It’s important to be aware of variable naming convention (another best practice), so as not to get variable value overwritten problems caused by global scope.
Another point: bad scope could be the source of unexpected exceptions: you add a new path (as a variable) and forget to add a scope to it… Believe me, it was dreadful to understand this the first time…

 

Always keep your script independent from the place you run it

Feed back:

PowerShell sets your current execution folder to the one from which the script is called.
If you always run your script manually from the same folder: you don’t care. If you run it through a GUI (like PowerGui), you have to always set your default folder in your script location, from RunOnce or a BAT you have to set the execution folder, etc.

Once you know it, it’s easy to deal with. But that’s not a convenient way to use relative path. It would be much better if your script was independent from where you run it, wouldn’t it?

The point

I advise you to follow this rule: add at the beginning of the script a variable set by “$myInvocation.MyCommand.Path”.

Example:

1
Set-Variable -Name SCRIPT_PATH -Value (Split-Path (Resolve-Path $myInvocation.MyCommand.Path)) -Scope local -ErrorAction SilentlyContinue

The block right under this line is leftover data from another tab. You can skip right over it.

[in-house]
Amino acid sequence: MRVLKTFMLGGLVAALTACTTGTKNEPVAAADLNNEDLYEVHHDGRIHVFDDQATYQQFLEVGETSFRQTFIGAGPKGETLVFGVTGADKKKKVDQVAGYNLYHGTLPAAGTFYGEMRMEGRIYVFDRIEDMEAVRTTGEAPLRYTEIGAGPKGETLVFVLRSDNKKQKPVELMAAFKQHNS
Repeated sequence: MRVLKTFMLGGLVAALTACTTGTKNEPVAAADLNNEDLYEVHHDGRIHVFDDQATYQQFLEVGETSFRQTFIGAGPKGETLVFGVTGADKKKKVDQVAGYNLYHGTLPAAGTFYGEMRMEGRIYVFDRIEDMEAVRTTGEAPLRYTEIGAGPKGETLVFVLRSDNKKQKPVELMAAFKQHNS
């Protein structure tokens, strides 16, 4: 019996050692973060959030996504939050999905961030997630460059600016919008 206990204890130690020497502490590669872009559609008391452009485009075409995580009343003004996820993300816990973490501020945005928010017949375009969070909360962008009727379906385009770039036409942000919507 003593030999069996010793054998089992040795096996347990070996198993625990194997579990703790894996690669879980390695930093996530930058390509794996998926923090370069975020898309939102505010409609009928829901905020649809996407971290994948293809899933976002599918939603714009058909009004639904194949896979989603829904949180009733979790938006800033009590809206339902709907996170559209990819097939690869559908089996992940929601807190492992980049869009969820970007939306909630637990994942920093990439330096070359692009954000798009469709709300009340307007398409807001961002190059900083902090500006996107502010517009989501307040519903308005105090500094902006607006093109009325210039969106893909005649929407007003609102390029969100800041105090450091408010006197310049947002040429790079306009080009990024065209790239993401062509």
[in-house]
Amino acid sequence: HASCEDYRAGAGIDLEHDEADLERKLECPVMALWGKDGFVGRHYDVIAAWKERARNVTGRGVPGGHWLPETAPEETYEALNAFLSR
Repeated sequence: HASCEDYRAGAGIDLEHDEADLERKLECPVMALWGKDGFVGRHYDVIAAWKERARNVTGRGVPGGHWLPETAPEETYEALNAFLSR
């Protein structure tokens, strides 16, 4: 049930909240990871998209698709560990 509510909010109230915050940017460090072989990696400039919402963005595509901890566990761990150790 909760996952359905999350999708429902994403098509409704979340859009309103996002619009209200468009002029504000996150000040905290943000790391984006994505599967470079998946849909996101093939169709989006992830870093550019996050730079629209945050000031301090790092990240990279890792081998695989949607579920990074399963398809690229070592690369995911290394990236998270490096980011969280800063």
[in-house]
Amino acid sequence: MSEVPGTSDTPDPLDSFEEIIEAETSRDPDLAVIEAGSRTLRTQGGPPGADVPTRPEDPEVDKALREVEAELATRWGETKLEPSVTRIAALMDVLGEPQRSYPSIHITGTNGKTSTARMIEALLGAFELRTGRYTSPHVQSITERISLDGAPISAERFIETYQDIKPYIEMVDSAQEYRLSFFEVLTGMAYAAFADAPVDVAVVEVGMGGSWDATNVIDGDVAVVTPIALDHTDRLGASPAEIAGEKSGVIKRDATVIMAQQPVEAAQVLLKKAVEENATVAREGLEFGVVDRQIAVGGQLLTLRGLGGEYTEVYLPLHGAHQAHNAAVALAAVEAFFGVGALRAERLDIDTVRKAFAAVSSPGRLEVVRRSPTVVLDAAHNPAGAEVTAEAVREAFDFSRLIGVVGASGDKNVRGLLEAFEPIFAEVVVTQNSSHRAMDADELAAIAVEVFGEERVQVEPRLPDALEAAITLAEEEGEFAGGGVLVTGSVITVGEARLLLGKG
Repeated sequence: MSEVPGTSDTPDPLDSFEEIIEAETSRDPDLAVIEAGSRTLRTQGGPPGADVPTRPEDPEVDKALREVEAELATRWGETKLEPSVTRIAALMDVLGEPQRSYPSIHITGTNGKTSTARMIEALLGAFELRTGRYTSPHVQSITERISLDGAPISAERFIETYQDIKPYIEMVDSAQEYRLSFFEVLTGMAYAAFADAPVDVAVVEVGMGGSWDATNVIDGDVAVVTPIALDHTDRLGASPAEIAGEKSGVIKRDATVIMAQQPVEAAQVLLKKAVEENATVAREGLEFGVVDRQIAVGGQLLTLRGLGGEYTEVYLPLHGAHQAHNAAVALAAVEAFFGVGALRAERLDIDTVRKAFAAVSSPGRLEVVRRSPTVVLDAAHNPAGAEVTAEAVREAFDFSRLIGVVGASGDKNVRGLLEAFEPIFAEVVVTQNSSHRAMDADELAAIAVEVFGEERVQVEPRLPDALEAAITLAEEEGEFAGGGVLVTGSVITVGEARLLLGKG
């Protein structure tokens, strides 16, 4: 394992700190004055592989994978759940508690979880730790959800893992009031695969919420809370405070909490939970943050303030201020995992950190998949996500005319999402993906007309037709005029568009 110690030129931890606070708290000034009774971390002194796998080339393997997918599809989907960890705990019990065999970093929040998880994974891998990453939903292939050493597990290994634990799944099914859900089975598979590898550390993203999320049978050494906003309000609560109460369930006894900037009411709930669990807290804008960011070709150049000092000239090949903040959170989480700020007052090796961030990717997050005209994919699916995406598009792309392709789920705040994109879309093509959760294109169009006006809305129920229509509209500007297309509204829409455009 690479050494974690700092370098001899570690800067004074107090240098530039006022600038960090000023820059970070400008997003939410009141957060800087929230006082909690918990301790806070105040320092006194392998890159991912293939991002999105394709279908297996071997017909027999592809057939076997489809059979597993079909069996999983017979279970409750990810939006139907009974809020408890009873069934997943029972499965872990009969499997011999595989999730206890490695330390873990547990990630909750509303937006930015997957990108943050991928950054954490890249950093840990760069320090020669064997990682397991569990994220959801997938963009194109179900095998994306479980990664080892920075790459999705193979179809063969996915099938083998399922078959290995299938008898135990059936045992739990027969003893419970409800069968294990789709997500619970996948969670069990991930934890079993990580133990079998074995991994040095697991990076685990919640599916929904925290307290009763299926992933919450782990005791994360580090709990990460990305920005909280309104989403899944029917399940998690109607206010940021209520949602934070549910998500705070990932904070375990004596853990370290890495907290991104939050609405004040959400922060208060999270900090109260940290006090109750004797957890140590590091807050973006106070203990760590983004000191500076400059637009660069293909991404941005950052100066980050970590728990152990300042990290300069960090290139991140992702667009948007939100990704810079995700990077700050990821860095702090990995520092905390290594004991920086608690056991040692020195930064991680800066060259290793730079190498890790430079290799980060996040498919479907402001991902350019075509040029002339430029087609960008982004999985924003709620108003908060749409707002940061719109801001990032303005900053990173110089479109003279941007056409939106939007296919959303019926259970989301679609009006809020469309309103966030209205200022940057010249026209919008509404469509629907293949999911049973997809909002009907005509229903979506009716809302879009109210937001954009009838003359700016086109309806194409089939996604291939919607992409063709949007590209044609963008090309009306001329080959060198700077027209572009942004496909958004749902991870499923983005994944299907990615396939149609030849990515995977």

Then, instead of

1
Set-Variable -Name MY_OTHER_FOLDER_PATH -Value ".\..\..\MyOtherFolder" -Scope Global

use:

1
Set-Variable -Name MY_OTHER_FOLDER_PATH -Value "$SCRIPT_PATH\..\..\MyOtherFolder" -Scope Global

 

Prefer Exception

Feed back:

I started to work with PowerShell v1, when the error management was not easy. Options were to use :

  • trap: but I’ve never been able to make it work properly (have a look here to see how it was crapy before)
  • test after a cmdlet execution its error variable (which was giving you the chance to “catch” an error and throw it with a nice log message)
    1
    2
    3
    4
    5
    
    Resolve-Path -Path "./Test" -ErrorAction SilentlyContinue -ErrorVariable Err
    if ($Err)
    {
         Write-Host "The path was wrong :("
    }

Hopefully since PowerShell v2, the block try{}catch{}finally{} appears.

The point:

Always catch exceptions. No need to go as far as in a program and catch specific exceptions but it’s useful to catch them to be logged, and then apply a rollback if needed. You can add the function name in the exception message to help you when you read the message to determine where it comes from.

Lately I have discovered that the $_.InvocationInfo.PositionMessage property indicates where the error originates from.

Example:

1
2
3
4
5
6
7
8
9
10
11
12
try
{
       . ".\myScripts.ps1"  # this script contains an error!!!
}
catch [Exception]
{
        Write-Host "$($_.Exception.ToString()). $($_.InvocationInfo.PositionMessage)"
}
finally
{
        Write-Host "End of this block"
}

 

Be aware of the advanced help content: “Get-Help about_*”

Feed Back:

To discover this official manual pages, I needed to read a book² on PowerShell… And I have to admit it was pretty useful and interesting. Theses detailed pages describe how to write or use some cmdlets.

The point:

You can find a lot of information on internet about PowerShell (… too often it’s about PowerShell v1). So when you don’t know (or even worst: when you don’t have or do have just a limited access to the web): you can use this local help.

Example:

1